I wouldn’t support the press regulation of the kind you suggest (or even the Leveson stuff etc). I would not trust any government of any persuasion with it. The Labour Party for example are very keen on press regulation; the likes of Harriet Harman would love to have this in her toolbox for telling / trying to make people shut up. Even if we don;’t like who’s funding it, we must have a free media, free from state interference (outside the law, the same laws we all have to abide by).

        Definitely agree on a constitution though, they’re a feature of so many liberal democracies.

        Am I known on Bella? I’ve only been here five minutes. I consider myself an ‘extreme centrist’, rather than right of centre.

      3. John Page says:

        I am going through this book currently and the issue I keep thinking about is your point about the need for a written constitution. Well said.

        John Page

    2. Crabbit says:

      I’d agree, the seeds of malpractice are there in the beginning, it is just human nature.

      To keep it to a minimum needs a recognition that governments will naturally want to limit the flow of information, that they will want their party cadres to vote the party ticket and not take an independent line, and that parliamentary committees and inquiries will also be subject to the pressure of whips.

      The party pressure is even greater where there is a list system of PR – the party will largely determine your political future, not the voters.

      It was a missed opportunity not to consider what effective local and national government could look like in an independent Scotland (though it was that lack of an economic strategy that lost the vote). Rather than simply rolling over the ossified Holyrood system, we should have a revising chamber run on a staggered electoral cycle, smaller consituencies with direct election, and stronger community and local councils.

      All official documents should be published. All expense claims should be published. Politicians work diaries should be published.

      After that, it’s over to us to keep an eye on them.

    3. Peter A Bell says:

      We do indeed know how well Police Scotland is going. Crime down. Fear of crime down. Detection rates up. Public confidence up – despite an orchestrated campaign of denigration against Police Scotland which seems to have pressed your buttons. And all this while local accountability has been improved.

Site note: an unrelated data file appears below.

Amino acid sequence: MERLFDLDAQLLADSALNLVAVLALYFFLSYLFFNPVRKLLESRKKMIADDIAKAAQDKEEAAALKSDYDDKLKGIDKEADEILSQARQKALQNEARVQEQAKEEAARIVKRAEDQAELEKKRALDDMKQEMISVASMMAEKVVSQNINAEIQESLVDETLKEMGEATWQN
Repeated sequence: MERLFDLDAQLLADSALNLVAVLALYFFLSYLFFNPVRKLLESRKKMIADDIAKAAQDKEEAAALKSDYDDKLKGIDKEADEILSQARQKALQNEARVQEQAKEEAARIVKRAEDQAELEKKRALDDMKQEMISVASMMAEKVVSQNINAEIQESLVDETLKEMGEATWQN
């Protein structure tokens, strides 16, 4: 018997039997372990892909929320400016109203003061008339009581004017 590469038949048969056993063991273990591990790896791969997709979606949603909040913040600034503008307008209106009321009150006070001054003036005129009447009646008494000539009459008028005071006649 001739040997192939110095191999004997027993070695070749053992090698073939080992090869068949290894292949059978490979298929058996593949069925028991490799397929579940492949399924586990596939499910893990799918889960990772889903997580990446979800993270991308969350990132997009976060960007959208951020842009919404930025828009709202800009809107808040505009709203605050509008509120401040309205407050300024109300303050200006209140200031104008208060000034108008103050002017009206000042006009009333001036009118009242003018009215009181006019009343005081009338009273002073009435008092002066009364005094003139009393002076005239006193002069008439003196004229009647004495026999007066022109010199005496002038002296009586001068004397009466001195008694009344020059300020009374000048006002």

There are still teething troubles, as any reasonable person might expect. Issues of oversight and accountability remain to be addressed. But such issues existed anyway with the old set-up. As did questions around operational matters such as stop-and-search. Overall, however, the reform has proved remarkably effective. Unless, of course, you believe all the crap you read in the british media.

      1. Drew Campbell says:

        Read all about it in that propaganda sheet for unionist lickspittles the, er… Sunday Herald.

        I notice, Peter, you simply trotted out the party line in responding to me, an active independence campaigner. Well, frankly it sounded like the kind of thing Brian Wilson or Blair Macdougall would spout when defending the Labour Party. You’re going to have to do better, so begin by trying address some points directly:

        The stop and search figures far higher than England & Wales; proportionately four times higher. FOUR times higher, Peter. Is there a coherent justification for this, or was it just “corrupted data”? Do you support increased stop and search? Is it consensual or can a girl say no?

        Was there a public debate before Police Scotland started a stealth arming of beat officers in an mission creep from heightened security during the international events last year? If so, please let me know because I missed it when this disgraceful and frankly chilling episode came to light.

        As we’ve been reading in original article, the UK is institutionally corrupt – as I’m sure we’d agree – but its system of policing by consent and the explicit avoidance of armed police and, more pertinently, a national police force has been both progressive and anti-authoritarian. Having a police force covering, say, the whole of Yorkshire is a wholly different prospect to establishing a Scotland-wide force for a jurisdiction with separate laws, and more specifically by a government which aspires for that jurisdiction to be independent. What was the thinking behind that, Peter?

        And the appointment of Stephen House? Well, let’s just be kind and say the jury’s still out on him.
        His evasiveness and stonewalling in front of a Holyrood Committee is worrying to say the least given the inordinate amount of power he wields over us. Still cool with him, Peter?

        And in your replies try not to patronise me and other readers of Bella with cliches about “crime down, fear of crime down”. Those trends have been prevalent for years and you know it.